History of Fort Hill, Part 2 (2008). Mural by: Loray McDuffie, Taylor Saintable, Edwin Perez-Clancy, Christine O'Connell, Julia Andreasson, Jorge Benitez, Divah Payne, Lucy Saintcyr, Laua Dedonato, Gregg Bernstein.

Tuesday, March 23, 2010

Urban Amenities: Open Space I

One of the best things about Fort Hill—besides being located on a hill in view of Dorchester Bay—is its parks and open space. Of all the close-in neighborhoods of Boston, Highland Park seems to have the highest ratio of open space.

This open space consists of city parks, a State Park, designated Urban Wilds, community gardens, the vestigal Roxbury Common at the First Church, playgrounds and playing fields, and, of course, the numerous unimproved lots, the dubious legacy of the plague of arson in the 1970s and '80s.

One city park, Clarence "Jeep" Jones Park, located at the bluff on Malcolm X Boulevard, has been improved at least twice since the '70s.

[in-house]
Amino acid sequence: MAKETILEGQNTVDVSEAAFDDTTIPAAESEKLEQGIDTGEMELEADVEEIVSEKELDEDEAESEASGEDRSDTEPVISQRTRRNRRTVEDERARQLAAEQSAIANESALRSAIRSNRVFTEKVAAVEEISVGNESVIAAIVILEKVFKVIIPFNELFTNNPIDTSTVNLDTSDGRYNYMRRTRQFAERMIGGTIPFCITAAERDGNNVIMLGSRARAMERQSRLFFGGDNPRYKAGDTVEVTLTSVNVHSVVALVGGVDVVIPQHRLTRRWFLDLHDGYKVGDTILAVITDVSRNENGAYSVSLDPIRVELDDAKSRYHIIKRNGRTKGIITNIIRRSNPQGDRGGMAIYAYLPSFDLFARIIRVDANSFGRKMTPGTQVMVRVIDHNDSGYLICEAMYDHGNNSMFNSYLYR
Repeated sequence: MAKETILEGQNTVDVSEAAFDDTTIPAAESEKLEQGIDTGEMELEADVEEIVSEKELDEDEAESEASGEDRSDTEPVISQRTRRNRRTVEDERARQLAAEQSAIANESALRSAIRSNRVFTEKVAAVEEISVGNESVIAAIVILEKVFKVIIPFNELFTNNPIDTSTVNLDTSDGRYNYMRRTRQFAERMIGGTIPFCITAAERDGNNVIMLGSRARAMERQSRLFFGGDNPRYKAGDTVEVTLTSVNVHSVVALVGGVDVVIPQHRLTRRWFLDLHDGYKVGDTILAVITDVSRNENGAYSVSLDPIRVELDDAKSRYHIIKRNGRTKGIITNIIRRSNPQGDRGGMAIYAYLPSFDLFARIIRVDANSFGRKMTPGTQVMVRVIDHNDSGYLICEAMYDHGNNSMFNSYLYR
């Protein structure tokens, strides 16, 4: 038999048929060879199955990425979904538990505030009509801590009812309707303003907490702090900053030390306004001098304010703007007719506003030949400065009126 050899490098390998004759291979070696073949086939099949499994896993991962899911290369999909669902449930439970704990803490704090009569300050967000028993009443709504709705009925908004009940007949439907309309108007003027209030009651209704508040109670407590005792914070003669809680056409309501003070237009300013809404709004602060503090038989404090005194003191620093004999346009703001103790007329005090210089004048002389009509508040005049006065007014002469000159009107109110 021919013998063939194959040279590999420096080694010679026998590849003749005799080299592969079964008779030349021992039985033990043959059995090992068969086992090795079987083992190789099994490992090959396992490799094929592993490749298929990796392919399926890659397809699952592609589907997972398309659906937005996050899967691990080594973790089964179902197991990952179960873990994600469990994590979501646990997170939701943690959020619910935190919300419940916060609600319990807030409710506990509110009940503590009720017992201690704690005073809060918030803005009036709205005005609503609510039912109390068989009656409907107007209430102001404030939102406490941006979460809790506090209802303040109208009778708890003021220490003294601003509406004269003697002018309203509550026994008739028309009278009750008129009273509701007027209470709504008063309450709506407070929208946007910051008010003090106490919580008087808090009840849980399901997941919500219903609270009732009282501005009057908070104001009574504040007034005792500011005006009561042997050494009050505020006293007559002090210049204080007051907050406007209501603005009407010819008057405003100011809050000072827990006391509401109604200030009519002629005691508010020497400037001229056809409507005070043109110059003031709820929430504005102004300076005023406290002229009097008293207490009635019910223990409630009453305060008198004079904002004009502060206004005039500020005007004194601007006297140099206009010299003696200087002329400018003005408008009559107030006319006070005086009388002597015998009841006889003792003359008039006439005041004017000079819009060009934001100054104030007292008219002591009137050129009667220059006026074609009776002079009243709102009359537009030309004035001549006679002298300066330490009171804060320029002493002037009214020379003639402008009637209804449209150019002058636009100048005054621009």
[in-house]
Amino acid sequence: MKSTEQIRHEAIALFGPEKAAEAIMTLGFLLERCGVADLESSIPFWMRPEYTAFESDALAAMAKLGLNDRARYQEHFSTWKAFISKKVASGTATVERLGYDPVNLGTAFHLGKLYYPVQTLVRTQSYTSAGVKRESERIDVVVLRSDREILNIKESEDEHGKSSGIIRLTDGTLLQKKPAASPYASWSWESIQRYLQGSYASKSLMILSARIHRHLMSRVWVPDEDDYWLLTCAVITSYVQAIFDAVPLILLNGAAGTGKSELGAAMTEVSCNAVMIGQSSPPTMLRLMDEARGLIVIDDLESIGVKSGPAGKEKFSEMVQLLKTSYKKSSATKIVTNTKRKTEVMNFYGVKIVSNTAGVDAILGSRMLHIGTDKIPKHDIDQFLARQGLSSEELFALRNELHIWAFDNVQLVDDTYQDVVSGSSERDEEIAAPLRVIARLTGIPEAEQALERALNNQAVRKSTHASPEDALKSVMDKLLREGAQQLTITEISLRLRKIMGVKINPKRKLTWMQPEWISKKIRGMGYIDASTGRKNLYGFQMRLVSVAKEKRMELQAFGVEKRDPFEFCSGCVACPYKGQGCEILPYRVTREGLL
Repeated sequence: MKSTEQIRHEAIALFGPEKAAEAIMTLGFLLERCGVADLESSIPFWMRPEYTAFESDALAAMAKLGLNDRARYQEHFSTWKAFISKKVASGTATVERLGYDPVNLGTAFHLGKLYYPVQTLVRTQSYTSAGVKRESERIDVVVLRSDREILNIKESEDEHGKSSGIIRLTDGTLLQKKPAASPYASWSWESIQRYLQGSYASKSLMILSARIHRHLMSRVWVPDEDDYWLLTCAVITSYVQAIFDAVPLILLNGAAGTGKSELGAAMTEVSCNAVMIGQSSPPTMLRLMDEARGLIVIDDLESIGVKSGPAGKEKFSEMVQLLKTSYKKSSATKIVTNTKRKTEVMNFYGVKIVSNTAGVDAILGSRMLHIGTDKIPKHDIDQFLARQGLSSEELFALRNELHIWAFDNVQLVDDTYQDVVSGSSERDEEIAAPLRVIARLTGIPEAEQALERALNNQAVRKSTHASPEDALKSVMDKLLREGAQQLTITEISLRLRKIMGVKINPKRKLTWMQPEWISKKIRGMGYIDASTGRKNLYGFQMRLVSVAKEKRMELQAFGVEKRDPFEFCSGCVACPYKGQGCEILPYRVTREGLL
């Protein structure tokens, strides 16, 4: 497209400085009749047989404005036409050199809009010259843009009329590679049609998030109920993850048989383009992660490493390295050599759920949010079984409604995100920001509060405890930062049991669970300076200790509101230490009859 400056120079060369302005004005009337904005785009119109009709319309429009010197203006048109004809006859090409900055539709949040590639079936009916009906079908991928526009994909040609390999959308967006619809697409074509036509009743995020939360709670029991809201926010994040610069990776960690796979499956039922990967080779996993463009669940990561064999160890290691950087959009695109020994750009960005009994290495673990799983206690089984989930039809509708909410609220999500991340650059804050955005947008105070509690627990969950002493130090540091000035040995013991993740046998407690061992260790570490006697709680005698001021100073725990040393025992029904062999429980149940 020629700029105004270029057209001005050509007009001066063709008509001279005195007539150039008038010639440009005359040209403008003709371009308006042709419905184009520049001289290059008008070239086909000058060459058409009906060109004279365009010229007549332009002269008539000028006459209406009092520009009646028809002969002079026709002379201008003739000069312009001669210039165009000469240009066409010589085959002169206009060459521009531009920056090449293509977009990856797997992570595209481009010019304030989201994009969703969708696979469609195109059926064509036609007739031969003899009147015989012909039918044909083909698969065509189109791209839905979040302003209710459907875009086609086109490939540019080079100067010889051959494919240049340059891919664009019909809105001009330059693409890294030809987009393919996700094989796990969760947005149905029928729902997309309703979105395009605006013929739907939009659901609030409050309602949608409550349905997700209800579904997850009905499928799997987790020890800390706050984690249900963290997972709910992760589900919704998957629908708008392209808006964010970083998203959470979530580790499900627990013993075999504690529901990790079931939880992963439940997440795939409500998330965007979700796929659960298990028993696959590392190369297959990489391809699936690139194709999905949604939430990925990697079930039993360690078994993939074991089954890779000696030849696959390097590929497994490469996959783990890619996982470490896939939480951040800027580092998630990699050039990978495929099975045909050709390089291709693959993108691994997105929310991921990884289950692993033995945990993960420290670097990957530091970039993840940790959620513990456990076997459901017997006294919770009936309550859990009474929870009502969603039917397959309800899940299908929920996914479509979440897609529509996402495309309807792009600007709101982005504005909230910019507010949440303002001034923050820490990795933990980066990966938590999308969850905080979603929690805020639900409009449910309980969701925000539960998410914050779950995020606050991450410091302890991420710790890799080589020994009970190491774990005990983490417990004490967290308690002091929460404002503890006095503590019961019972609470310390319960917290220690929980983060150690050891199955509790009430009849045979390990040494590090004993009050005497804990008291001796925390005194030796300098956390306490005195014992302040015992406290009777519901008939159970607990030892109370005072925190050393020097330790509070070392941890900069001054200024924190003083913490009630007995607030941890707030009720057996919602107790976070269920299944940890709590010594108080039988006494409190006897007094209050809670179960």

In the sweetheart deal conveying the 88,000 sq ft parcel at 100 Malcolm X Boulevard to the Islamic Society of Boston, ISB was to have maintained the park, and the King Street Playground, for a period of ten years until 2013.

The ISB fell on hard fund-raising times and has been just able to complete phase 1 of its planned mosque and cultural center. It has so far failed to fulfill its obligations for maintenance of Jeep Jones and the King Street Playground.

The Boston Parks and Recreation 2008 Annual Report [1.3MB pdf] contains a very brief notice of a $885K state grant for capital reconstruction of Jeep Jones and the Ripley Playground.

For its second improvement, crews have been busy at Jeep Jones during the winter. It seems the park will open soon with new fences, planting, and hardscape. The basketball courts are gone, but the new design invitingly opens onto John Eliot Square.

However, the King Street playground and the corridor of ISB-owned land at Roxbury Street remain a wasteland.

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